A comparative analysis of historical housing trend data from 1929 to 2012 revealed how housing designs indicate shifts in societal expectations for standards of living across generations. Through the decades, there has been a definite increase in the number of bedrooms, bathrooms, and square feet of area per American household. Although these statistics have increased, the number of occupants per household has decreased by half and household income has showed fluctuation and has recently been on the decline (U.S. Census Bureau, n.d., a.). The American economy and social culture have impacted how Americans build their homes—mostly through square footage (U.S. Census Bureau, n.d., b.).

During the data-collection process, there were many curiosities found that had no bearing on the main argument of this paper. One of these curiosities, the number of bathrooms compared to the number of bedrooms in new single-family houses in metropolitan areas compared to non-metropolitan areas should be researched further. Another question that arose was how society's views can and did influence our view of the American household. By looking at the statistics provided by the U.S. Census Bureau, it was found that every category showed an increase. The relationship between these increases and society's view of the household should be explored further.


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Bowen, T. S. (2007). Downsize me! Shrinking the McMansion diet. Architectural Record , 195(11), 40.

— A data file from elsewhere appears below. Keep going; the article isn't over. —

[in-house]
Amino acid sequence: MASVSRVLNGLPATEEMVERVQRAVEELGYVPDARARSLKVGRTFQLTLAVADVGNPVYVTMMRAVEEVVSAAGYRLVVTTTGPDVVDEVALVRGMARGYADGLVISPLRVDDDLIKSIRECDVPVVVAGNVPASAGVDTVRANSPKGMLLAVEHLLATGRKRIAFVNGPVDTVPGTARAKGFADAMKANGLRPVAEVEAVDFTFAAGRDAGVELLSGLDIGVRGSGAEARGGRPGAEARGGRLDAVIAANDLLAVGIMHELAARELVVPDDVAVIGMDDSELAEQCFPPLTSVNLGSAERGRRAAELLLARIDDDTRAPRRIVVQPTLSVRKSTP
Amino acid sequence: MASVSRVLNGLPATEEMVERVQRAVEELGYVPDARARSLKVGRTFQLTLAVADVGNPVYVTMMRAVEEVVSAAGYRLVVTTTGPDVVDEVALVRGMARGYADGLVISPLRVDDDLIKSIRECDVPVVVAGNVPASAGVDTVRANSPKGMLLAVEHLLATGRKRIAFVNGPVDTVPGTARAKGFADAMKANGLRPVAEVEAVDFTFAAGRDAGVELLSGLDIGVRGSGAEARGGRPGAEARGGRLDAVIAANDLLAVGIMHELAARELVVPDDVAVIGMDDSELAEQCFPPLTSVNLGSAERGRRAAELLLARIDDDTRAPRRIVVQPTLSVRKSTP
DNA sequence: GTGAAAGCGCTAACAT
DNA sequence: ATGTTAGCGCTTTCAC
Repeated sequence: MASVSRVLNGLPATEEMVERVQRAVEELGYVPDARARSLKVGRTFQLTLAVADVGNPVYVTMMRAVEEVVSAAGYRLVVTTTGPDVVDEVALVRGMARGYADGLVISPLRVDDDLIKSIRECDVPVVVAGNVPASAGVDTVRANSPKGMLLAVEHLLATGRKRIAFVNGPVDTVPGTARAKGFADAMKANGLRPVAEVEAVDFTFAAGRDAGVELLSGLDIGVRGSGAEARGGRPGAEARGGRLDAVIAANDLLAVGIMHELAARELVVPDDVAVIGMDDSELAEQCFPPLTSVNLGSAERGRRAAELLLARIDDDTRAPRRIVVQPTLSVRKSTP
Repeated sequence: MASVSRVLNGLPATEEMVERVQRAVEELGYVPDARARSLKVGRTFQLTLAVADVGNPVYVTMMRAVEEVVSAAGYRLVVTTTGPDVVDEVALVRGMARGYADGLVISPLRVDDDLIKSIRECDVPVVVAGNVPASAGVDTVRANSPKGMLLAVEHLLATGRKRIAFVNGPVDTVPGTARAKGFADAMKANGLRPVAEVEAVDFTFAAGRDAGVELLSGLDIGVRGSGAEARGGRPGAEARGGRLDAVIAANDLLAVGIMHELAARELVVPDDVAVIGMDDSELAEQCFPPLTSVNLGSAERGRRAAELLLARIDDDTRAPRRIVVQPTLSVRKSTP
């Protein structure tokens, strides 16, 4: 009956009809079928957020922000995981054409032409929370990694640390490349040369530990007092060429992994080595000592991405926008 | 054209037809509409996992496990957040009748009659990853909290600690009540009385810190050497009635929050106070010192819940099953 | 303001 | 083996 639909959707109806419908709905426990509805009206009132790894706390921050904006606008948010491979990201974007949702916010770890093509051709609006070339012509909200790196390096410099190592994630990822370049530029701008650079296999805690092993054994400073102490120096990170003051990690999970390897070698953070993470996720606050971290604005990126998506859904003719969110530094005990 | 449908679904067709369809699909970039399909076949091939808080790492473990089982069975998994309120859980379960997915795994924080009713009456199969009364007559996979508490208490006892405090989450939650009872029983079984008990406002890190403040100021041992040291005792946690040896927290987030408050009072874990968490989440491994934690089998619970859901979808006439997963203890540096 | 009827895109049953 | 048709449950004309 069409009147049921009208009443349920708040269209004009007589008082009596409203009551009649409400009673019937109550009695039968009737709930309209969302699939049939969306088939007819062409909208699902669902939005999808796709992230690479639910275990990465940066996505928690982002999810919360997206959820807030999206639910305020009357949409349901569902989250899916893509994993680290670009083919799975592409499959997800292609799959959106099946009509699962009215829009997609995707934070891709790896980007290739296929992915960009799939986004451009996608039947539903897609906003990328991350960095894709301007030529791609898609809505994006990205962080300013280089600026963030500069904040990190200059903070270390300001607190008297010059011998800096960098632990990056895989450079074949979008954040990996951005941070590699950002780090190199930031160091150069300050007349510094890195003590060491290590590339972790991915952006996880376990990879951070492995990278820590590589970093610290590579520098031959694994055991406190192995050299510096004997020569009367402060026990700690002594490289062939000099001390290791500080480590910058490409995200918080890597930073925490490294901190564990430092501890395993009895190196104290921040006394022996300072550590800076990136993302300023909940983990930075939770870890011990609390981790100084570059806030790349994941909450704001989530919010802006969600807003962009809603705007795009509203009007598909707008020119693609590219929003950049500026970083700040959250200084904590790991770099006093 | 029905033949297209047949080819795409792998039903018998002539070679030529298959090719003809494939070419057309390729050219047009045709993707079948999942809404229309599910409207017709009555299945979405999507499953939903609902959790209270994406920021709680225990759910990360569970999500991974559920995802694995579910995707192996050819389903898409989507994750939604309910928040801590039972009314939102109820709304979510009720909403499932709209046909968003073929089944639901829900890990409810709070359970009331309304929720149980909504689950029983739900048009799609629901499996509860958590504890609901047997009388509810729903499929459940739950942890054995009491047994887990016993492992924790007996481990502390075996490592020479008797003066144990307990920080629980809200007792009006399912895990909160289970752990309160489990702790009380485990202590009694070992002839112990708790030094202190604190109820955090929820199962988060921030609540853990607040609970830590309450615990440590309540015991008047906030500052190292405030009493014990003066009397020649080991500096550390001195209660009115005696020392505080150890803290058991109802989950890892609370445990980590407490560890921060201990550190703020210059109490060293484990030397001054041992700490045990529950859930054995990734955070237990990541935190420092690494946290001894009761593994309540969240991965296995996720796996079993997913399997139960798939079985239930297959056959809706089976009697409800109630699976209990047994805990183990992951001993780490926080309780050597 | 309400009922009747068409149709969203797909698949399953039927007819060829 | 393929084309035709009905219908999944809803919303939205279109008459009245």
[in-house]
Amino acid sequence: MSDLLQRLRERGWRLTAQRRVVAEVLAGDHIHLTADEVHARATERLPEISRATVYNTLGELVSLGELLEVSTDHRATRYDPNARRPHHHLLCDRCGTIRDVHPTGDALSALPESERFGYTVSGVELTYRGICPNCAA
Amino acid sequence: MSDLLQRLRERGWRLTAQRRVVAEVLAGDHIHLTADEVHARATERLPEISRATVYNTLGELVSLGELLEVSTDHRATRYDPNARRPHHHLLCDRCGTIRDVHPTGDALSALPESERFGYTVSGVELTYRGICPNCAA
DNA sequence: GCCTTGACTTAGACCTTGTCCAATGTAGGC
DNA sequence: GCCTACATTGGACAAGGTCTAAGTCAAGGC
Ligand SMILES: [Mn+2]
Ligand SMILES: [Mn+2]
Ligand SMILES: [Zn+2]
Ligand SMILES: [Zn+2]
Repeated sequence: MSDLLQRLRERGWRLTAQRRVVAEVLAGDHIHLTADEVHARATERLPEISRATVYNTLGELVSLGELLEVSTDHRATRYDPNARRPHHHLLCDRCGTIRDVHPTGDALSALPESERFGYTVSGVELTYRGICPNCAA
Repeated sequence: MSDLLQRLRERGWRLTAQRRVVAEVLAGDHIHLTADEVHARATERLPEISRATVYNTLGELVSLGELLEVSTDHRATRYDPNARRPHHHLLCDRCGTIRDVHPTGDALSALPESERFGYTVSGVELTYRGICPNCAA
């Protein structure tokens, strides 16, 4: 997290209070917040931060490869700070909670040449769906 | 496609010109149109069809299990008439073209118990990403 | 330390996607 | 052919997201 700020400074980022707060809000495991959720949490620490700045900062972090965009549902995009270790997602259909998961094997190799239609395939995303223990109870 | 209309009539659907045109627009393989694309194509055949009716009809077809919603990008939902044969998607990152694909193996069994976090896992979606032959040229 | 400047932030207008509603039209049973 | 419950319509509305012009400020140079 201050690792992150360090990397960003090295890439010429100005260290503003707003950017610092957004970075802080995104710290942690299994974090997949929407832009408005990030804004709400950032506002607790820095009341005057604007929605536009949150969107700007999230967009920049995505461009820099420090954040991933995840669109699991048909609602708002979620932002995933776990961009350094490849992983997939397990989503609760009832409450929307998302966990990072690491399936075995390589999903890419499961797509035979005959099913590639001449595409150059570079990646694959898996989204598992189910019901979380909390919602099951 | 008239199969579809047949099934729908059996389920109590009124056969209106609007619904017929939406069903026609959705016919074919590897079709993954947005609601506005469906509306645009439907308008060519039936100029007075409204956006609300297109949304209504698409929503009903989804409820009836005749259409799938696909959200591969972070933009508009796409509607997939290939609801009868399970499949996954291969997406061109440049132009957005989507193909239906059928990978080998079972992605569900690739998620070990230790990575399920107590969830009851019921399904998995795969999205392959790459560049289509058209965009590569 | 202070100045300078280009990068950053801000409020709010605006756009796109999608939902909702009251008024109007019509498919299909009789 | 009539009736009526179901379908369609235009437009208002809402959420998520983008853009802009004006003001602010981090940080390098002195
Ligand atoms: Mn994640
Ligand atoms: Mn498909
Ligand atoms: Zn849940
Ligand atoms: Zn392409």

Chung, J. (2012, February 10). Living very large; shooting ranges, an indoor tennis court, a bedroom bigger than many houses: For a small cadre of very wealthy owners, building big is back. A bird's-eye view of some of the mega mansions going up across the country. Wall Street Journal (Online). Retrieved from http://search.proquest.com.er.lib.k-state.edu/docview/920666496?accountid=11789

Jackson, J. W. (2006, Jul 09). Living large: Buyers' demand for bigger, better houses shapes new generation's 'dream home. McClatchy - Tribune Business News, pp. 1-1. Retrieved from http://search.proquest.com.er.lib.k-state.edu/docview/463509890?accountid=11789

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Kodis, M. (2003). Blueprint small. Layton, UT: Gibbs Smith.

Leonhardt, D. (2009, January 20). The economy is bad, but 1982 was worse. The New York Times.

Maki, D. M. (2001). Household debt and the tax reform act of 1986. The American Economic Review, 91(1), 305-319.

Padjen, E. S. (2004). The incredible expanding house. Architecture Boston, 7(2), 26-29.

Reiff, D. D. (2001). Houses from books: Treatises, pattern books, and catalogs in American architecture, 1738-1950. University Park, Pa.: Pennsylvania State University Press.

Tear down (n.d.). In Merriam-Webster online. Retrieved from http://www.merriam-webster.com/dictionary/tear%20down

Tucker, L. M. (2008). The Architects' Small House Service Bureau and interior design in the 1920s and 1930s. Journal of Interior Design , 34 (1), 57-69.

U.S. Census Bureau. (1940, May 17). Families in the United States by type and size: 1930. Retrieved May 14, 2012 from http://www2.census.gov/prod2/decennial/documents/Dub789.pdf

U.S. Census Bureau (n.d., a). Historical income tables: Households. Retrieved May 11, 2012 from http://www.census.gov/hhes/www/income/data/historical/household/index.html

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Wentling, J.W. (1990). Housing by lifestyle. New York: McGraw-Hill.

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Image References

Architects' Small House Service Bureau of the United States. (1929). Small homes of architectural distinction; A book of suggested plans designed by the Architects' Small House Service Bureau, Inc. New York: Harper & Brothers.

Barbera, R. J. (2009). The cost of capitalism. New York: McGraw-Hill.

Braley Construction, Inc. [General Contractor]. (2010). Retrieved November 20, 2012.

Wentling, J.W. (1990). Housing by lifestyle. New York: McGraw-Hill.